The process of bringing the written text to the here and now has been seeped in exciting discoveries, trippy moments of seemingly unrelated material coming together and interjections with our own daily experiences. I did not feel the need to adapt the script because in some senses it spoke of an urban experience that is common to the urban experience of the globalized world we inhabit – meeting of lovers in unexpected circumstances, surreal surroundings, forming ephemeral connections; lovers negotiating nostalgia, viewing the past through a lens of bliss while the here and now constantly tugs at their conscience; bickering, conflicting lovers dealing with questions of fidelity, ownership and repressed desire. Instead of adapting the script to an Indian context I chose to juxtapose it with the experiences of six women performers’ experiences of living and loving in the city.

I’m not interested in stressing on man-woman polarities. Instead, we chose to look at the complexity of multiple genders and gender relationships . One of the ways in which we explored this is with the playing of male parts by women. We create a space that allows for androgyny, for multiple sexual identities, a slipperyness in sexual identities that disallows essentialism. By beginning the process from the body and letting it move from body to mind we lay stress on corporeal, visceral encounters – encounters that perhaps are best understood through lived physical reality.


Parting Gestures as a project began by asking the question of what it meant for us, six Indian women to be performing a play written by a Spanish woman in a contemporary Spanish context. I, as a director, wasn’t interested in ‘universalization’, nor was I interested in aiding the audience into any sort of “suspension of disbelief.” As the play evolved, we felt no need for a hyper-masculine portrayal of men to distinguish them from the women characters. We concentrated on exploring subtleties and not polarities in gender relations, may be even play with spaces of ambiguity and androgyny.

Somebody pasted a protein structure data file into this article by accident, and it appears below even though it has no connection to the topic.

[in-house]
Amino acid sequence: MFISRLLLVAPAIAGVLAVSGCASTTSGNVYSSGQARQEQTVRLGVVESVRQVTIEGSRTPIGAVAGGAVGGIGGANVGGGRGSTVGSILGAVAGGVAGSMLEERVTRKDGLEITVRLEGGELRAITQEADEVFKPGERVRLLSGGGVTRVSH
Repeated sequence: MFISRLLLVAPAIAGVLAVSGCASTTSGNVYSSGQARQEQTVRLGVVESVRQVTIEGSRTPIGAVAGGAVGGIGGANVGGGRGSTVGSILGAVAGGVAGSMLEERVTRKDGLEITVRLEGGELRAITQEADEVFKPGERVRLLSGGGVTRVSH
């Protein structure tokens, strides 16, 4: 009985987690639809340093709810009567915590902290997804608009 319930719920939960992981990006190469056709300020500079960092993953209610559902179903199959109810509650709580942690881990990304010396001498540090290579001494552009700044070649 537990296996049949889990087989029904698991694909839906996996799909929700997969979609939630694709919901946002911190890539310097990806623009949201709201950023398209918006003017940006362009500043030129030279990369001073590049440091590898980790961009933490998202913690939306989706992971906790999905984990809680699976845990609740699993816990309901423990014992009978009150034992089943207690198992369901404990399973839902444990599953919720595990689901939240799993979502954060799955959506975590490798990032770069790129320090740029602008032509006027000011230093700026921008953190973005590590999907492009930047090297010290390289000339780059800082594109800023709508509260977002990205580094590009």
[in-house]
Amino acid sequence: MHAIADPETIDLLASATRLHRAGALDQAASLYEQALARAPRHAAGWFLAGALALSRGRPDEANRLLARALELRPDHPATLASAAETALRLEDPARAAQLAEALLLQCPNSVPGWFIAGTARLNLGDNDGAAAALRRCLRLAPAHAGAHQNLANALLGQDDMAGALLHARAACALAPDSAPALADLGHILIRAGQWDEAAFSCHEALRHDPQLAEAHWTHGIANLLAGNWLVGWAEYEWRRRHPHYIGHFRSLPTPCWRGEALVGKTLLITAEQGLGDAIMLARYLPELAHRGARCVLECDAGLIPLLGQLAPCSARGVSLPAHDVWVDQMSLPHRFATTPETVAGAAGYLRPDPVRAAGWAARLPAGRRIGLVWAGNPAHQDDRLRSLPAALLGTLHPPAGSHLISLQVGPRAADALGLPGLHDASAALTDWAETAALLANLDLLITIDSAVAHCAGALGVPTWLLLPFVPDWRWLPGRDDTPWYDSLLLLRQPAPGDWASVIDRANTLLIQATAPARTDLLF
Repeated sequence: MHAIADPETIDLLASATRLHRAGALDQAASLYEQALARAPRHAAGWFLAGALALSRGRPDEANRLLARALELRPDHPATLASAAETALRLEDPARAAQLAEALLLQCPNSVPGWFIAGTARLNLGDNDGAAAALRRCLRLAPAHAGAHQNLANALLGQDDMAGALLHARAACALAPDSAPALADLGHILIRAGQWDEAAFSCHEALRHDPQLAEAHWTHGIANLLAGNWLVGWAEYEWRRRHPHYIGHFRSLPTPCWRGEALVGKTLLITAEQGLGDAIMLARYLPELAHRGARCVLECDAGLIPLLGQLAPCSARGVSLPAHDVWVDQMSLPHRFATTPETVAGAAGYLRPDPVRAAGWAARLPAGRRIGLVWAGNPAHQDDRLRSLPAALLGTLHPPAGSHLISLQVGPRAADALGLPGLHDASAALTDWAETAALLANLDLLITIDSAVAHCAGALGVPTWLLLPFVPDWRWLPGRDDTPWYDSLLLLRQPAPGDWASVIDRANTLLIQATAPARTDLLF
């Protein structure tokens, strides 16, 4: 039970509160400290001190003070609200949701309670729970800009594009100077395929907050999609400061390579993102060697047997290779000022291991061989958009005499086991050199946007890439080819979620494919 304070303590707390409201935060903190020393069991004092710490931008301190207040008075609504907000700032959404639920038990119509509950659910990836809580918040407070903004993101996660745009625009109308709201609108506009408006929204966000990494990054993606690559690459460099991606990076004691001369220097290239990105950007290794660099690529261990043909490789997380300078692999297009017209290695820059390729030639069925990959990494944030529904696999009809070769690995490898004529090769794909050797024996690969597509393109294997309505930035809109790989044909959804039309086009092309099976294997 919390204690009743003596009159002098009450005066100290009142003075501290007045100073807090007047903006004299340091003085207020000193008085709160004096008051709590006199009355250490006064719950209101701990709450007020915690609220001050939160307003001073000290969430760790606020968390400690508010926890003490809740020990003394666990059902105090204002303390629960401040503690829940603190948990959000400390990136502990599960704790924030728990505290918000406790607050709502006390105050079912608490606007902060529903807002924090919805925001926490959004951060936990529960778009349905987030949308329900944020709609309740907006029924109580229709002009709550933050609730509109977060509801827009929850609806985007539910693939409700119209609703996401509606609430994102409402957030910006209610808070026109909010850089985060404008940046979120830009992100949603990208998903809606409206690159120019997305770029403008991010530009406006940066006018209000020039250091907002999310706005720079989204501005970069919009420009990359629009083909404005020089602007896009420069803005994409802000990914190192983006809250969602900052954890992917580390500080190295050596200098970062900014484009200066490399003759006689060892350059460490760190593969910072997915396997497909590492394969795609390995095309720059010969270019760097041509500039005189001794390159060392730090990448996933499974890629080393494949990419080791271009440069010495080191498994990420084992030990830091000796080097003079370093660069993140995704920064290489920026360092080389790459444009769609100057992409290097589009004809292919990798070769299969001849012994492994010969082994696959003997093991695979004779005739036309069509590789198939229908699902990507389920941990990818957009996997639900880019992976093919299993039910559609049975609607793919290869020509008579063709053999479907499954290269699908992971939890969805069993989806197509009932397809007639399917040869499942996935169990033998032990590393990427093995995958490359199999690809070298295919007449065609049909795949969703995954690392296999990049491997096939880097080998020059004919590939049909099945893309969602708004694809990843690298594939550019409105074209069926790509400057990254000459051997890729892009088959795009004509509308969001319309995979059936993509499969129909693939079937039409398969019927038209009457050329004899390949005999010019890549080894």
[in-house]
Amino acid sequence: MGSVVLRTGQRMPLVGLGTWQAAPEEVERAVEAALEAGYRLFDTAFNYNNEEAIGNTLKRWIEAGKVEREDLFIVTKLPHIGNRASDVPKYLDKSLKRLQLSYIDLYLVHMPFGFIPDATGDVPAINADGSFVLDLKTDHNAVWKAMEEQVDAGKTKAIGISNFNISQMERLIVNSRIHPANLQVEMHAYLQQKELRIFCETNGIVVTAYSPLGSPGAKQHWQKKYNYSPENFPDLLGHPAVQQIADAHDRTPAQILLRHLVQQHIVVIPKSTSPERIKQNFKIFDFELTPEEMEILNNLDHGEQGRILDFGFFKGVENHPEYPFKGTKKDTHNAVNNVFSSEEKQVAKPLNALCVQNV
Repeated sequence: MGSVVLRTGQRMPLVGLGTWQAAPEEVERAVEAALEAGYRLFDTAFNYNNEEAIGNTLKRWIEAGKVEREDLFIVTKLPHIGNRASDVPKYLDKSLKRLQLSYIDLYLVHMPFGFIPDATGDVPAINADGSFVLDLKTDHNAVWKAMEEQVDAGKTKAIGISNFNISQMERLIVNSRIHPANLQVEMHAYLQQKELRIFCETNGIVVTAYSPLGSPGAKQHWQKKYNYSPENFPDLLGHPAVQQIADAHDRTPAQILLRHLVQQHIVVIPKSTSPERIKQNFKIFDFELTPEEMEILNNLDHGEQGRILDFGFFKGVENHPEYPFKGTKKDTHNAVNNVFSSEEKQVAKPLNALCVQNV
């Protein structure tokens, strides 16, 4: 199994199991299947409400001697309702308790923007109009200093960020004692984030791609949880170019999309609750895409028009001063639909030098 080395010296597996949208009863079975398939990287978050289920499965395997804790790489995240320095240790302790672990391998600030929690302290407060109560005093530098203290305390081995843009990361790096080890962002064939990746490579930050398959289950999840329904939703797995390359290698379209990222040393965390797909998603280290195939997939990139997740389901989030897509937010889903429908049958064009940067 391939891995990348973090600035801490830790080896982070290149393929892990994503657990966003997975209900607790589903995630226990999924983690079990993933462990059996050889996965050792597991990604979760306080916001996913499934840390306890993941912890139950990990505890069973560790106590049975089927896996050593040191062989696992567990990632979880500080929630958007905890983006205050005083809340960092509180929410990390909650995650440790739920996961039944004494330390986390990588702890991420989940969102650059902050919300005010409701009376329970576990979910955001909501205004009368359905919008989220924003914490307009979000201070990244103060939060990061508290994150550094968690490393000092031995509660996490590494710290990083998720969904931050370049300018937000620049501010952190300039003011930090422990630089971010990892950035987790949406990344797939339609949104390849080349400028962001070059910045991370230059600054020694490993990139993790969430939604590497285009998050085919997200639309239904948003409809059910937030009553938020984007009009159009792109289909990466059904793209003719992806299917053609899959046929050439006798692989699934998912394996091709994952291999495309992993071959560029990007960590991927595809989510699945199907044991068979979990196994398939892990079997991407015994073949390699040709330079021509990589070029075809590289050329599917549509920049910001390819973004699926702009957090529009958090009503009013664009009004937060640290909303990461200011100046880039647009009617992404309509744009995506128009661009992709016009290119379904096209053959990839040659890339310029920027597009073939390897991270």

We did a lot of solo as well as ensemble improvisations that helped us explore themes of individual and/in society, collective v/s isolated experiences, conjoining and fracturing in love. It helped us set up a context of sorts for the three short pieces- The Colour of August, The Voucher and The Night in a Subway. The actors brought in their own very personal phenomenological experience of being women of a certain class in an urban Indian context. The result was a delightfully rich montage of city experiences that flashed in spurts, with the foreground of Pedrero’s text. The two fed into and took from one another, creating a poetic score.

Playing on a bare stage and with a city soundscape that was at times created by the actors, at times a recorded track, the decisions about when to bring in music and where to work with silence were tricky but once we took them, everything seemed to sit quite well with one another.

Directing a telling of three tales one after another was an easeful process because of how wonderfully the actors worked individually, with each other, with the space (we adapted well to the two very different spaces we have performed in so far- the Instituto Cervantes auditorium and Studio Safdar), the soundscape and the lights plan. I wouldn’t say we exhaustively explored everything we set ourselves for exploration at the start of this project but we stumbled upon unexpected things. We stitched them up in what may not have been a seamless narrative but definitely a story told in interesting intersections and conjunctions.